War should not remain the status quo in Colombia
As Colombia continued to focus on countering the health, economic, and social effects of the COVID-19 pandemic, the humanitarian consequences in the country worsened.
According to the figures, in 2021 most of the effects derived from armed conflicts and violence reached the highest level of the last five years.
Our analysis of the situation is that there are currently six armed conflicts occurring in Colombia (see text box below), alongside other types of violence, all of which are drastically affecting people's lives. The reconfiguration of non-state armed groups and the rise in armed clashes, social control and territorial disputes have intensified pressures on the civilian population and presented new challenges for humanitarian assistance.
We also note with concern that those participating in the hostilities are taking actions that are not in line with international humanitarian law and other humanitarian standards.
In 2021, this situation affected the civilian population and those who stopped participating in the hostilities through threats, homicides, arbitrary deprivation of liberty, restriction of movement, displacement, association of children and adolescents with weapon carriers, sexual violence, use of explosive hazards with indiscriminate, looting and cruel, inhuman or degrading treatment, among others.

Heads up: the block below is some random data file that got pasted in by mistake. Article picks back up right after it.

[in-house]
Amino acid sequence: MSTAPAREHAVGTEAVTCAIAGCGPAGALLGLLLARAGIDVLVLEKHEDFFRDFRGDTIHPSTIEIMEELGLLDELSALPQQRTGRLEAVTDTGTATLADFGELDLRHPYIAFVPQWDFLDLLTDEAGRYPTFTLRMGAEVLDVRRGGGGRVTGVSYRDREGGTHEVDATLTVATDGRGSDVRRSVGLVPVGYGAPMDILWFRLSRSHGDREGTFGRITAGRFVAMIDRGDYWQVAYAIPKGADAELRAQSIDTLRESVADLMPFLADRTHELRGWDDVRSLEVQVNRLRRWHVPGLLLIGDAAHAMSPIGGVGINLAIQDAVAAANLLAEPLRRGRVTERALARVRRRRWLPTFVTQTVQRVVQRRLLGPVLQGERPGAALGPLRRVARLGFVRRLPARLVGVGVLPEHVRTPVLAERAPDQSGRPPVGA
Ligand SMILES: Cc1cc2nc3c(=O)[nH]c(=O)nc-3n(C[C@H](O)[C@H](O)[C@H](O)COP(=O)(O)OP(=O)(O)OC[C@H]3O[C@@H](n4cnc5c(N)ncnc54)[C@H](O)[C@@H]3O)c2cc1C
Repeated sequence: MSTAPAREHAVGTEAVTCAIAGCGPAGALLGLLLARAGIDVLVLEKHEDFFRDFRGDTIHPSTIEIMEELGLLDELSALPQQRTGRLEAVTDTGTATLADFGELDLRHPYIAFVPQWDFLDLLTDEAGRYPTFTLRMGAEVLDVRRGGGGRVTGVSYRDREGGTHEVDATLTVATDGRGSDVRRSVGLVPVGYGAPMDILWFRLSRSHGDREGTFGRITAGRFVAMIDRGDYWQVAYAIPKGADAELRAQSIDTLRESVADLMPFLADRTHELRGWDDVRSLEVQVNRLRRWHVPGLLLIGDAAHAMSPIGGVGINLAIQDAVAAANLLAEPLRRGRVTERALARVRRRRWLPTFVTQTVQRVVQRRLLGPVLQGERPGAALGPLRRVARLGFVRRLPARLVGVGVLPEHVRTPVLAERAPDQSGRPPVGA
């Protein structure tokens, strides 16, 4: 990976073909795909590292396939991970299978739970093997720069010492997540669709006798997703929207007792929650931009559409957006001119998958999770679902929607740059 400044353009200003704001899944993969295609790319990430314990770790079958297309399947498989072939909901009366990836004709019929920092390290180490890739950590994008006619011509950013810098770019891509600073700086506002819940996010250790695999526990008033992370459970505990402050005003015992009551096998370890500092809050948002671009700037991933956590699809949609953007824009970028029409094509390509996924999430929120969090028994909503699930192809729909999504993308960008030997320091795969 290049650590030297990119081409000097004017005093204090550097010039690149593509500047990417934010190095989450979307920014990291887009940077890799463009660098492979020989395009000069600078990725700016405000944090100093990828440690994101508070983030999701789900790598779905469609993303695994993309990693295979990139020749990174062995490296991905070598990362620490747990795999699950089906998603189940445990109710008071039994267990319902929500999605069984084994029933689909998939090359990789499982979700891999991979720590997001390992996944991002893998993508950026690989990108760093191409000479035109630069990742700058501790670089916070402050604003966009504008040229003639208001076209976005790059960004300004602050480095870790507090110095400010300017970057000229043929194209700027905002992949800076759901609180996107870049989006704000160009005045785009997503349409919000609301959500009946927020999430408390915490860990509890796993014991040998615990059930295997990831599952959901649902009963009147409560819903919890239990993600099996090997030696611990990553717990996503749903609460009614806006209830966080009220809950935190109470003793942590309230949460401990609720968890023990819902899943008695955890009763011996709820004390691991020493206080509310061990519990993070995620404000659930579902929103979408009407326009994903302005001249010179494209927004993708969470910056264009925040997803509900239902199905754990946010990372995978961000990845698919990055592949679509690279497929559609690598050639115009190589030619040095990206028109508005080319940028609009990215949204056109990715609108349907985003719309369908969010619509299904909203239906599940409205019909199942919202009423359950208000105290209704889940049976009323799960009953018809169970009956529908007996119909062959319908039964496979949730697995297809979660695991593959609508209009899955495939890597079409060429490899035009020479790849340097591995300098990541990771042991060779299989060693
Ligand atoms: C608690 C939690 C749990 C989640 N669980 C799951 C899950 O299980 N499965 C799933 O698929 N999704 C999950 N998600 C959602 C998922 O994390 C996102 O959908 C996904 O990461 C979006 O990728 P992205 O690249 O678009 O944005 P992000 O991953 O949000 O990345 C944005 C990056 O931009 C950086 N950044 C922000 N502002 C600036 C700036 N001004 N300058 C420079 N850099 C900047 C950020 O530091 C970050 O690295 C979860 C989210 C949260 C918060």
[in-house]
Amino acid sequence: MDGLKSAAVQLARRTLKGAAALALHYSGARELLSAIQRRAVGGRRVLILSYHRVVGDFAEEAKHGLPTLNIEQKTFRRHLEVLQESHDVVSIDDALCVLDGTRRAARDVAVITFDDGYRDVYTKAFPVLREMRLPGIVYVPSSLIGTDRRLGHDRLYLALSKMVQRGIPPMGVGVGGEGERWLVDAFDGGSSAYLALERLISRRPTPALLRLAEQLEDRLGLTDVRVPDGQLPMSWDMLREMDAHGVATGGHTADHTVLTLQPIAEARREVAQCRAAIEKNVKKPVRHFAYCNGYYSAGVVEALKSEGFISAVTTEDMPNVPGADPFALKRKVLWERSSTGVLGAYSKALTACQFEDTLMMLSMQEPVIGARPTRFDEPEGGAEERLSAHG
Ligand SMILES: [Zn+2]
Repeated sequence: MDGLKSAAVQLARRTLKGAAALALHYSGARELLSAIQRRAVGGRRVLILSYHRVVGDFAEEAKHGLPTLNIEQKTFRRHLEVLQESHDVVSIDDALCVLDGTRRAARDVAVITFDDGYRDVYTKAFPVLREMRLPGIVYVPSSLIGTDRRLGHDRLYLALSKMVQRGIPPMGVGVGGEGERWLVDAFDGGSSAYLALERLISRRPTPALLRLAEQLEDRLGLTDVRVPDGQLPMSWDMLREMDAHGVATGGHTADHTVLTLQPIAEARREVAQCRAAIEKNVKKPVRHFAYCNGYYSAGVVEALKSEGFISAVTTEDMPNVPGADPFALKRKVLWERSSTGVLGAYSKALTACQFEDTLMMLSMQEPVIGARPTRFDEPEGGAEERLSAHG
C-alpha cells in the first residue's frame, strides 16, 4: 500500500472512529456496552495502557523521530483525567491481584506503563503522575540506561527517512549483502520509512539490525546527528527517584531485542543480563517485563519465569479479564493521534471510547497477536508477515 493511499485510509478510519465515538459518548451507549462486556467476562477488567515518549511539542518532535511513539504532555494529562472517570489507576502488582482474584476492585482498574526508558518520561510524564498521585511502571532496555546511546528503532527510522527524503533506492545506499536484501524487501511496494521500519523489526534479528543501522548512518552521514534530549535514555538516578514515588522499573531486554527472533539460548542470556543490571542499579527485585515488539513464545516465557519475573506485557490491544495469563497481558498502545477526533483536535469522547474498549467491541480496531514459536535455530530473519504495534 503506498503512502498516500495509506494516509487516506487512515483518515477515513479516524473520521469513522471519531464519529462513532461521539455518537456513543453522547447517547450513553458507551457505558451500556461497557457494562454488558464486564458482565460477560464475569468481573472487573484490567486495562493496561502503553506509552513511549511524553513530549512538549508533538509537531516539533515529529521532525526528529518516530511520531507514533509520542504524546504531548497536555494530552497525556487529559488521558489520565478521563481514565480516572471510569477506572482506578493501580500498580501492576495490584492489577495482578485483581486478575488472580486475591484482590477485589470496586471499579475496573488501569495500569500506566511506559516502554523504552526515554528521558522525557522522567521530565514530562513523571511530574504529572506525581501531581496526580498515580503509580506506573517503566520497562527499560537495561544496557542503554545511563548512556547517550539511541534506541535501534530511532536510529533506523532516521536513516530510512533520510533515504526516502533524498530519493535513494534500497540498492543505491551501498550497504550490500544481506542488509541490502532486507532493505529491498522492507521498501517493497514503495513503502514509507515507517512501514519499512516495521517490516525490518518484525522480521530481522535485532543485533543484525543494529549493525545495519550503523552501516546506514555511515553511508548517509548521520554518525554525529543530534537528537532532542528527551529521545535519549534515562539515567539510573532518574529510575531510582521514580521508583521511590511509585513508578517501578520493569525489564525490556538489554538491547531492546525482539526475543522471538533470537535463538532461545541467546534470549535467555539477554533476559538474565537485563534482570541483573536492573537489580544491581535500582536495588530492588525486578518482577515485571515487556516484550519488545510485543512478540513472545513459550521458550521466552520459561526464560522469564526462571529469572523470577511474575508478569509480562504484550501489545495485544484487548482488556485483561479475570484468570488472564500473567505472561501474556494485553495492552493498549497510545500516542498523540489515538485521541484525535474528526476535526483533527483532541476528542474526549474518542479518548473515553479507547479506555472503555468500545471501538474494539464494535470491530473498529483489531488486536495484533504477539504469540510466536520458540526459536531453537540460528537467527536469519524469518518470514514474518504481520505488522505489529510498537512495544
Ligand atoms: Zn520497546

Other humanitarian issues arose owing to armed groups being near to civilians and their property (for example, in houses, schools, health centres and religious sites) without applying the principle of precaution – a pillar of international humanitarian law intended to protect civilians from the effects of hostilities.
Poverty and the weak presence of the State in remote areas mean that the intensification of armed conflicts has a deeper effect on populations that are already in a situation of vulnerability
The departments worst affected by armed conflicts and violence are Antioquia, Arauca, Bolívar, Cauca, Córdoba, Chocó, Norte de Santander, Nariño, Valle del Cauca, along with other less densely populated departments, such as Caquetá, Putumayo and Guaviare. Rural communities in these areas are overcome by fear and unable to carry out their livelihood activities or access basic services owing to the presence of explosive hazards or armed groups.
Armed conflict and violence are a feature of daily life in some urban areas too, with a direct impact on civilians. Some urban areas are also experiencing difficult times in which armed conflicts and violence shape daily life and have direct consequences on the civilian population. Like rural communities, these urban dwellers are struggling to access health and education services, while also contending with the rising cost of food and travel.
Armed conflicts in Colombia
- Colombian government vs. National Liberation Army (ELN)
- Colombian government vs. Autodefensas Gaitanistas de Colombia (AGC)
- Colombian government vs. Former members of FARC-EP not currently covered by the Peace Agreement
- Former members of FARC-EP not currently covered by the Peace Agreement vs. Segunda Marquetalia
- Former members of FARC-EP not currently covered by the Peace Agreement vs. Comandos de la Frontera - EB